July 29, 2016

Twins trade Nunez, finally beat Orioles and other things I missed while on vacation

After a short vacation, I came home to learn that All-Star Eduardo Nunez is gone, the Twins finally beat the Baltimore Orioles and the team was swept by the Atlanta Braves.

The biggest news was the decision to trade shortstop Nunez, who hit .321 during the first half of the season, for Adalberto Mejia, a pitching prospect in the San Francisco Giants’ organization.

Here’s what MLB.com had to say about Mejia:

In exchange for Nunez, the Twins get Mejia, who is regarded as being close to Major League ready. Mejia, ranked as San Francisco’s No. 7 prospect by MLBPipeline.com, has posted a combined 2.81 ERA with 101 strikeouts and 27 walks in 105 2/3 innings between Double-A and Triple-A this season. He was 4-1 with a 4.20 ERA and 43 strikeouts in 40 2/3 innings with Triple-A Sacramento.

It’s also the first significant deal for Twins interim general manager Rob Antony after he was named to the position last week following former longtime GM Terry Ryan’s dismissal. At first glance, the deal makes sense: the Twins are desperate for quality pitching to bolster a staff that ranks dead last in the American League, so why not trade for a guy who likely makes the rotation next year?

However, the transaction comes with some baggage: Mejia was suspended 50 games last season for testing positive for stimulants, according to MLB.com. That’s risky business for the Twins, especially if he should test positive again, which would result in an even longer suspension. The Twins have some experience in this area: they got burned by starter Ervin Santana last year after he missed the first half of the season due to a failed drug test. Infielder Jorge Polanco will be recalled from Triple-A Rochester to fill the spot left vacant by Nunez.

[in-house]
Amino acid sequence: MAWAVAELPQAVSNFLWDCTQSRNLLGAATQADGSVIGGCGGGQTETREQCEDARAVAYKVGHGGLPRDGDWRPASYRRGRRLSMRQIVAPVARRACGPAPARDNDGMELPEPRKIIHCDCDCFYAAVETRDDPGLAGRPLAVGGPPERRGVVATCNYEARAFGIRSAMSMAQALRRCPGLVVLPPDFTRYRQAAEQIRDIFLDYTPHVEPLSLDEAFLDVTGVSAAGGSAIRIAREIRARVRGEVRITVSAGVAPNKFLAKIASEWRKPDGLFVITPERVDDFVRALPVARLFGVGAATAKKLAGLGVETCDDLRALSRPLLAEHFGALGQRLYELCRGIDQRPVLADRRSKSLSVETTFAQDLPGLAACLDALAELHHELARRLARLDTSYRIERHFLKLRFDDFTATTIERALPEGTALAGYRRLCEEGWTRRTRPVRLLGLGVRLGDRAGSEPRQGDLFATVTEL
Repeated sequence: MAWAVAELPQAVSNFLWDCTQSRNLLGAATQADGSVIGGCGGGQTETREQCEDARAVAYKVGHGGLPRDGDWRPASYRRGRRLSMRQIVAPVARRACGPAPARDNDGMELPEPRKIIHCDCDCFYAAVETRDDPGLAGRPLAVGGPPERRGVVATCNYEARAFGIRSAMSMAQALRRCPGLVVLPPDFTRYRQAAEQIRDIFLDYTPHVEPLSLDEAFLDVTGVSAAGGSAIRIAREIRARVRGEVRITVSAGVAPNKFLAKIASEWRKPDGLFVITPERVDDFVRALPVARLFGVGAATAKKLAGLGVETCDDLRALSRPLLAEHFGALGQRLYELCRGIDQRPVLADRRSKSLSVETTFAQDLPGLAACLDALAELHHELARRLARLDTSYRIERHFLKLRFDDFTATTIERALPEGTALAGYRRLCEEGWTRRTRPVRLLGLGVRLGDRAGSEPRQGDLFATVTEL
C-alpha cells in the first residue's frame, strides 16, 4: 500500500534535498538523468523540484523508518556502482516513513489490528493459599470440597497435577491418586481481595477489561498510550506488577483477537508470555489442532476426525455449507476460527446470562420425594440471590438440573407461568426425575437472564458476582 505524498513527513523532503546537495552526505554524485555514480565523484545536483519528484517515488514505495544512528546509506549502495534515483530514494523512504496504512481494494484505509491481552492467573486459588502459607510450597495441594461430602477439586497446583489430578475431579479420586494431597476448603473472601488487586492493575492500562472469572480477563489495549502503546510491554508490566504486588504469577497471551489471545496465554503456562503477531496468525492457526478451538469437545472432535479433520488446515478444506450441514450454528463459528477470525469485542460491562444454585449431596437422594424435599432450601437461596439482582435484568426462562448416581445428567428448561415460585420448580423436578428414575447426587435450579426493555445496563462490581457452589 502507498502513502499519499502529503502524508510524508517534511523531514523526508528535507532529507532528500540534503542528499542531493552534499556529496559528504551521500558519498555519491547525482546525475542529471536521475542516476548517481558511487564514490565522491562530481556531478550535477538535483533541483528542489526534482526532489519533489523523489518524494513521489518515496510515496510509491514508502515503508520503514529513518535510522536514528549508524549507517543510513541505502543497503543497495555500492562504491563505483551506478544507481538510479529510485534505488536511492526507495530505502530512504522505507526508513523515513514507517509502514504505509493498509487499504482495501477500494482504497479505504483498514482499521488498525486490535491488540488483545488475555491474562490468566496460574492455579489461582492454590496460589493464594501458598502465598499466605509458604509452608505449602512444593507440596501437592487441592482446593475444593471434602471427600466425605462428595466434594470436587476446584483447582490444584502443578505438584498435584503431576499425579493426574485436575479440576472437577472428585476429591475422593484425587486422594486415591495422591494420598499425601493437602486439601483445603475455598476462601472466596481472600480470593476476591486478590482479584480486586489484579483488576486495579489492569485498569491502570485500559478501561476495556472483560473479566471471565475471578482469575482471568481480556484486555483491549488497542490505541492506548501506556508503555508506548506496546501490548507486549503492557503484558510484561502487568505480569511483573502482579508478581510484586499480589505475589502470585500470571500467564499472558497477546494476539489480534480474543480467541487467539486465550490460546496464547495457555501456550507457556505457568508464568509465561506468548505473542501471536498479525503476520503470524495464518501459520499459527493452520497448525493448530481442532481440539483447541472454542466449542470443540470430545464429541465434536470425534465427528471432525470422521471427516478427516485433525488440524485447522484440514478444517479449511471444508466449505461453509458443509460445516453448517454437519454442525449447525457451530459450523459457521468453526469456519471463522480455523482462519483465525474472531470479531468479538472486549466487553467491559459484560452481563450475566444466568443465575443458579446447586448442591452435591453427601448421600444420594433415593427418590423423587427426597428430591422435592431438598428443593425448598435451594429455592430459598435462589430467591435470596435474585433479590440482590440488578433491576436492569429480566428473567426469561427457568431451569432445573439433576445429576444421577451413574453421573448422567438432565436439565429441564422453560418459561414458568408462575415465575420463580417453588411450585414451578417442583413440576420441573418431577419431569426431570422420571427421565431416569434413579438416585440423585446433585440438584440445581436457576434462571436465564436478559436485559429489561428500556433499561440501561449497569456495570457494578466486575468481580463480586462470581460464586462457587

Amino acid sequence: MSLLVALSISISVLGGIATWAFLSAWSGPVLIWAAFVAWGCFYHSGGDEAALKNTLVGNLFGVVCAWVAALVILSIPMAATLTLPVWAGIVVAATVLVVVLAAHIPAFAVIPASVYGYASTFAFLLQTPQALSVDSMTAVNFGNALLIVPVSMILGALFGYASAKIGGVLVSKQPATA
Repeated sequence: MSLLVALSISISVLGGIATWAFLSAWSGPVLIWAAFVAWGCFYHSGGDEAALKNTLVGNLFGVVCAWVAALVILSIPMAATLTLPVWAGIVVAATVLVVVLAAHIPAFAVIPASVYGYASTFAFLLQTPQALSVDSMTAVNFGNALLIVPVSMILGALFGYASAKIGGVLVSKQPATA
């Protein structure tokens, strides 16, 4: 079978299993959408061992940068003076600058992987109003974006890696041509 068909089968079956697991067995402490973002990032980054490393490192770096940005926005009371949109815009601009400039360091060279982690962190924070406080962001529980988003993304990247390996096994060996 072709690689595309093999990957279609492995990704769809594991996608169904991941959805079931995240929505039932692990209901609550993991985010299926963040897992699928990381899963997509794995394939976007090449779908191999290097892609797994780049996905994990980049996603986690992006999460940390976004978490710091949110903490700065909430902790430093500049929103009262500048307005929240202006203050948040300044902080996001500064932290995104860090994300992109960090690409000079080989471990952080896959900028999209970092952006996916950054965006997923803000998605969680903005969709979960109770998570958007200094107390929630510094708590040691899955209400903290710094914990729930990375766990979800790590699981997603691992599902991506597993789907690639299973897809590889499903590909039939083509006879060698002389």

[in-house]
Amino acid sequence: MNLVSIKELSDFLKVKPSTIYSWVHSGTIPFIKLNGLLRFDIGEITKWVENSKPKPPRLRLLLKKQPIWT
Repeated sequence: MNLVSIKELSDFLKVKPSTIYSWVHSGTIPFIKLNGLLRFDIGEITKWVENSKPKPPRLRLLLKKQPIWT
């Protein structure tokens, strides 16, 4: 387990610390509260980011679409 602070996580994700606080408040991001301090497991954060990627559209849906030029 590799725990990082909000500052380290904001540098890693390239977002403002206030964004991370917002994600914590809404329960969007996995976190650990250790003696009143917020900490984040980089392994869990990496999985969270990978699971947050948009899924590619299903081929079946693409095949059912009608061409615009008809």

I’m willing to part with Nunez and his bat, I guess, but I hope it’s clear to Antony and Twins’ ownership that certain players are off-limits when it comes to trade talks. Of those, I would include Miguel Sano, Eddie Rosario, Max Kepler, Byron Buxton and pitching prospect Jose Berrios.

Some reaction to the trade:

Extra innings…

-The Twins finally beat the Baltimore Orioles on Thursday to snap a five-game losing streak against the O’s this season. Kepler hit his 11th home run, while Joe Mauer, Eduardo Escobar, Brian Dozier and Robbie Grossman all delivered extra-base hits in the 6-2 win.

-This season marks the 25th anniversary of the 1991 World Series between the Twins and Atlanta Braves. The Twins would go on to win what many have called the greatest World Series of all time, with five of its games being decided by a single run, four games decided in the final at-bat and three games going into extra innings.

But what a difference 25 years makes because both teams are now the worst in baseball. They met earlier in the week for a two-game series and the Twins lost both games, including a 2-0 defeat in Game 1. But that game produced an appropriate quote from starter Ervin Santana, who pitched a complete game, despite the losing effort. He said that if the Twins should tie the game in the ninth, he wanted to go out and pitch the 10th a la Jack Morris, who pitched a 10-inning shutout in Game 7 of the 1991 World Series.

Ricky Nolasco gets the ball on Friday.








Hi, I’m Rolf Boone, Twins fan.

I became a fan of the Minnesota Twins after a friendly wager in the early 1980s. I survived Ron Davis, the meltdown in Cleveland, Phil Bradley at the Kingdome and then marveled at a rising generation of stars and two World Series wins in 1987 and 1991. Brad Radke made the 1990s bearable, while Kirby Puckett’s eye injury, exit from the game and eventual death made it almost too much to bear. The new century ushered in more talent — Joe Mauer, Johan Santana, Joe Nathan, Torii Hunter, Justin Morneau — and consecutive seasons of playoff baseball, followed by consecutive seasons of losing baseball. A winning season returned in 2015. So here we are. Go Twins.